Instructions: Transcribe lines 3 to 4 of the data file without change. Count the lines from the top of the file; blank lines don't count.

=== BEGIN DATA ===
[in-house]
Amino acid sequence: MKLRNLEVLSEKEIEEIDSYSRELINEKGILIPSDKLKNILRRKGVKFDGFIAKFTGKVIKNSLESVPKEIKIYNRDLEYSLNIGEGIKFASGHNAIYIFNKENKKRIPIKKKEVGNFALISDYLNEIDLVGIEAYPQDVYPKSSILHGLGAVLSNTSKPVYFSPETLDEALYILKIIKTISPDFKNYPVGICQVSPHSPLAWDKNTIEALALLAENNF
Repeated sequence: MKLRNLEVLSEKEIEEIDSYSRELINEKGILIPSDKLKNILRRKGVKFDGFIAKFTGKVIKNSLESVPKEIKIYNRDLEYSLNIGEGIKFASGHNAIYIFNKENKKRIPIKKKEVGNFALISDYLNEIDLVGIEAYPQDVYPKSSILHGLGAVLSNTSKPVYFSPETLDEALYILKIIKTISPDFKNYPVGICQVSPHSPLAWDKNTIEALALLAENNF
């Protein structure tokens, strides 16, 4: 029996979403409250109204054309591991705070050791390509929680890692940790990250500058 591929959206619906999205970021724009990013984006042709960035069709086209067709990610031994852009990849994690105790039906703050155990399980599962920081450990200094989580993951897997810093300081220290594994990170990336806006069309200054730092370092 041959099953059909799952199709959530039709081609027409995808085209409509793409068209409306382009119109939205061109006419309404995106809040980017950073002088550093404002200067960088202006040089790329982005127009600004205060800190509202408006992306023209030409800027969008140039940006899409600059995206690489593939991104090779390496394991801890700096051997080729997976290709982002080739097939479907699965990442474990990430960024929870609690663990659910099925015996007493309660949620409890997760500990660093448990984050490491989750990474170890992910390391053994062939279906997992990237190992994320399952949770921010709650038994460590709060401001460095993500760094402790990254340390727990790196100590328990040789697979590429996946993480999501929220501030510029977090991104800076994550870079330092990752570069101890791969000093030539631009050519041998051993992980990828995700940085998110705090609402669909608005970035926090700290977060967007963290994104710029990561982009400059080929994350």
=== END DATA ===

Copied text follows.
Repeated sequence: MKLRNLEVLSEKEIEEIDSYSRELINEKGILIPSDKLKNILRRKGVKFDGFIAKFTGKVIKNSLESVPKEIKIYNRDLEYSLNIGEGIKFASGHNAIYIFNKENKKRIPIKKKEVGNFALISDYLNEIDLVGIEAYPQDVYPKSSILHGLGAVLSNTSKPVYFSPETLDEALYILKIIKTISPDFKNYPVGICQVSPHSPLAWDKNTIEALALLAENNF
């Protein structure tokens, strides 16, 4: 029996979403409250109204054309591991705070050791390509929680890692940790990250500058 591929959206619906999205970021724009990013984006042709960035069709086209067709990610031994852009990849994690105790039906703050155990399980599962920081450990200094989580993951897997810093300081220290594994990170990336806006069309200054730092370092 041959099953059909799952199709959530039709081609027409995808085209409509793409068209409306382009119109939205061109006419309404995106809040980017950073002088550093404002200067960088202006040089790329982005127009600004205060800190509202408006992306023209030409800027969008140039940006899409600059995206690489593939991104090779390496394991801890700096051997080729997976290709982002080739097939479907699965990442474990990430960024929870609690663990659910099925015996007493309660949620409890997760500990660093448990984050490491989750990474170890992910390391053994062939279906997992990237190992994320399952949770921010709650038994460590709060401001460095993500760094402790990254340390727990790196100590328990040789697979590429996946993480999501929220501030510029977090991104800076994550870079330092990752570069101890791969000093030539631009050519041998051993992980990828995700940085998110705090609402669909608005970035926090700290977060967007963290994104710029990561982009400059080929994350």